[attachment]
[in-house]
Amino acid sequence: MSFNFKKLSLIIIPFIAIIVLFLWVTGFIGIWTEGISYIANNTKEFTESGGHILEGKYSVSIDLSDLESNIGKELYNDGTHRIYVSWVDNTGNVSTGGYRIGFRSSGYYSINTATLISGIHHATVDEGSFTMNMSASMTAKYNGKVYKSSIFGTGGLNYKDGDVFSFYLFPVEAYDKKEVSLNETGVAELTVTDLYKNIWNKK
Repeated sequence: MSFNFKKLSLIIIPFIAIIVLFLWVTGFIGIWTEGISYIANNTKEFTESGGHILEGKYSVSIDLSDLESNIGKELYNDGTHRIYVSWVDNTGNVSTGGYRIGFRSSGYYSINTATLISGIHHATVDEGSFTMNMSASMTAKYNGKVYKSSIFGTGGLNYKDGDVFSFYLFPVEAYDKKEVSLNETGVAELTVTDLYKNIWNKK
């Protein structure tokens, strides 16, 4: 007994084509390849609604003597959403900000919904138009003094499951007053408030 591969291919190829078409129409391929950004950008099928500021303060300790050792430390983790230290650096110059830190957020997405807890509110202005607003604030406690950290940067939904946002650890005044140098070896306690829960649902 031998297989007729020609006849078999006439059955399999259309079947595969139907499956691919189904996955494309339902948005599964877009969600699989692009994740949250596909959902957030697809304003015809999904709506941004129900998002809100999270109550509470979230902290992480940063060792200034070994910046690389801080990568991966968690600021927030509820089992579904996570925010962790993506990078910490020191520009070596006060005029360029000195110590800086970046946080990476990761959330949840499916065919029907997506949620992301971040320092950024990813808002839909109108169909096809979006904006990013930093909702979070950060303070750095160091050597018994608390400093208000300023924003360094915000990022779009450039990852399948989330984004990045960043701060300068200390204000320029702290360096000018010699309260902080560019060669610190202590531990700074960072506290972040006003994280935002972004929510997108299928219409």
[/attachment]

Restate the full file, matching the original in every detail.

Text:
[in-house]
Amino acid sequence: MSFNFKKLSLIIIPFIAIIVLFLWVTGFIGIWTEGISYIANNTKEFTESGGHILEGKYSVSIDLSDLESNIGKELYNDGTHRIYVSWVDNTGNVSTGGYRIGFRSSGYYSINTATLISGIHHATVDEGSFTMNMSASMTAKYNGKVYKSSIFGTGGLNYKDGDVFSFYLFPVEAYDKKEVSLNETGVAELTVTDLYKNIWNKK
Repeated sequence: MSFNFKKLSLIIIPFIAIIVLFLWVTGFIGIWTEGISYIANNTKEFTESGGHILEGKYSVSIDLSDLESNIGKELYNDGTHRIYVSWVDNTGNVSTGGYRIGFRSSGYYSINTATLISGIHHATVDEGSFTMNMSASMTAKYNGKVYKSSIFGTGGLNYKDGDVFSFYLFPVEAYDKKEVSLNETGVAELTVTDLYKNIWNKK
């Protein structure tokens, strides 16, 4: 007994084509390849609604003597959403900000919904138009003094499951007053408030 591969291919190829078409129409391929950004950008099928500021303060300790050792430390983790230290650096110059830190957020997405807890509110202005607003604030406690950290940067939904946002650890005044140098070896306690829960649902 031998297989007729020609006849078999006439059955399999259309079947595969139907499956691919189904996955494309339902948005599964877009969600699989692009994740949250596909959902957030697809304003015809999904709506941004129900998002809100999270109550509470979230902290992480940063060792200034070994910046690389801080990568991966968690600021927030509820089992579904996570925010962790993506990078910490020191520009070596006060005029360029000195110590800086970046946080990476990761959330949840499916065919029907997506949620992301971040320092950024990813808002839909109108169909096809979006904006990013930093909702979070950060303070750095160091050597018994608390400093208000300023924003360094915000990022779009450039990852399948989330984004990045960043701060300068200390204000320029702290360096000018010699309260902080560019060669610190202590531990700074960072506290972040006003994280935002972004929510997108299928219409």